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Advantageous poster.jpg
Theatrical release poster
Directed byJennifer Phang
Produced by
Written by
  • Jacqueline Kim
  • Jennifer Phang
Music byTimo Chen
CinematographyRichard Wong
Edited by
  • Sean Gillane
  • Jennifer Phang
  • Good Neighbors Media
  • D.K. Entertainment
  • I Ain't Playin' Films
Distributed byNetflix
Release date
Running time
90 minutes
CountryUnited States

Advantageous is a 2015 American drama film directed by Jennifer Phang and written by Jacqueline Kim and Jennifer Phang. The film stars Jacqueline Kim, James Urbaniak, Freya Adams, Ken Jeong, Jennifer Ehle, and Samantha Kim. The film was released exclusively to Netflix on June 23, 2015.


Set in the near future, Gwen sells cosmetic procedures for the Center For Advanced Health And Living. Despite her relatively affluent position in life she works below scale and is having difficulty sustaining a lifestyle that will ensure her daughter, Jules, has a solid education and future. When she is abruptly fired from her job, Gwen's optimism quickly dissolves as she realizes the only offer she has for employment is as an egg donor, as women are rapidly becoming infertile. The firing comes at a critical juncture in Gwen's life because she needs money to ensure Jules's position at an elite school.

Desperate, Gwen reaches out to her old employers, asking Fisher to use her as one of the first subjects to transfer her consciousness into a new body, allowing her to keep her old job by becoming more youthful and racially ambiguous. Fisher assures her that if she agrees to the body transfer the Center will do everything they can to ensure Jules's future and protect Gwen as the face of the company. He also warns her the procedure is in its infancy; for a year, Gwen will have to take shots to help her breathe every two hours and will face enduring pain. He explains the technology is not finished yet and begs her to reconsider.

Before agreeing to the procedure, Gwen tries one last desperate measure. She reaches out to her cousin Lily and Lily's husband Han for help. Gwen and Han had an affair years ago, and, though Lily is forgiving of the affair, her attitude changes once she learns Gwen has a child fathered by Han. She tells Gwen they need more time to think about helping her, especially considering the suddenness of the news, but Gwen tells her she has no time. Lily says she and her husband cannot spare the money, as they have children of their own.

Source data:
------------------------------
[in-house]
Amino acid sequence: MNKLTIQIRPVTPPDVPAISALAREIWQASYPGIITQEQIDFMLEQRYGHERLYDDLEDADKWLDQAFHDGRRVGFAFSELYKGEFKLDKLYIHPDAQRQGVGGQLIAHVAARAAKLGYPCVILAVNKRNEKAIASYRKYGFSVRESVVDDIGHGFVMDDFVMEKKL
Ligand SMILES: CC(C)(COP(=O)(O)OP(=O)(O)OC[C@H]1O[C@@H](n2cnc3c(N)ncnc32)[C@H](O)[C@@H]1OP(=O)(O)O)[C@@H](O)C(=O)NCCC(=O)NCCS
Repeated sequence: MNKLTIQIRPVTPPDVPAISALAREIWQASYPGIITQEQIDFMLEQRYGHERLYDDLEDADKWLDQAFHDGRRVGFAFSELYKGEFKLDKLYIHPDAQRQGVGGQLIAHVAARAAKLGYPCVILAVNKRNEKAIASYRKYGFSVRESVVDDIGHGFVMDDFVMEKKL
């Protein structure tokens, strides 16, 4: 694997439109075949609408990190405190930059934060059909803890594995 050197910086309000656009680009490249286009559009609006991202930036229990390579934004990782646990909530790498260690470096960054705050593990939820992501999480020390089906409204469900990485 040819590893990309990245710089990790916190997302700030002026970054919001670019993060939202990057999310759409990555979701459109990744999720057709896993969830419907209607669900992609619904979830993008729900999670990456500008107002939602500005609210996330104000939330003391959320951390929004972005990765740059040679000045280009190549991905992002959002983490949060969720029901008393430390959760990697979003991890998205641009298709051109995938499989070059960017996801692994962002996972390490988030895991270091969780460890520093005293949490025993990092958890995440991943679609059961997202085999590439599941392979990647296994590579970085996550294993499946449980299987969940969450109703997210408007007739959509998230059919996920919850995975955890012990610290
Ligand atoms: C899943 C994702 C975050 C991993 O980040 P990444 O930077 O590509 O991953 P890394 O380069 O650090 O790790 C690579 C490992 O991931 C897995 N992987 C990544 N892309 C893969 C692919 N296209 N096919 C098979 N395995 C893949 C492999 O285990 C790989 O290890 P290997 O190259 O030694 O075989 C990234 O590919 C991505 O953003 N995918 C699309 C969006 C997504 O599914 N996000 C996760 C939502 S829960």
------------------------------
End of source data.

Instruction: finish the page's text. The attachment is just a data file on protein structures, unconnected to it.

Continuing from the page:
Gwen breaks the news of her procedure to Jules, who seems understanding. Together, they go to see Gwen's future body. After Christmas, Gwen completes the procedure and returns home in a new body, Gwen 2.0. Though she is disoriented and in pain, she does her work for the center well. Jules, warned that her mother might be slightly different, takes care of her and administers her shots when she has difficulty breathing. However, Gwen 2.0 has trouble understanding and relating to Jules after the procedure. She tells Fisher she wants to separate from Jules, thinking Jules can take care of herself and she needs the time alone. Fisher is furious and reveals to Gwen 2.0 that she is not actually Gwen, but a twin that was implanted with Gwen's memories; he explains the twin process to her because he thinks it will be easier for the twin Gwen to merge with the donor's memories if she does not know. Gwen's original consciousness died during the procedure, but she was willing to go through with it to ensure her daughter's future. Gwen 2.0 is unaffected by the news and tells Fisher the part of Gwen that loved Jules did not transfer. When she returns home, she tells Jules that her mother is dead. Jules initially hides the shot Gwen 2.0 needs to breathe but finally gives it to her. When she tells Gwen 2.0 she is not sure why she is alive, Gwen 2.0 reassures her that her kindness is unique to her. Jules tells her she sounds like her mother.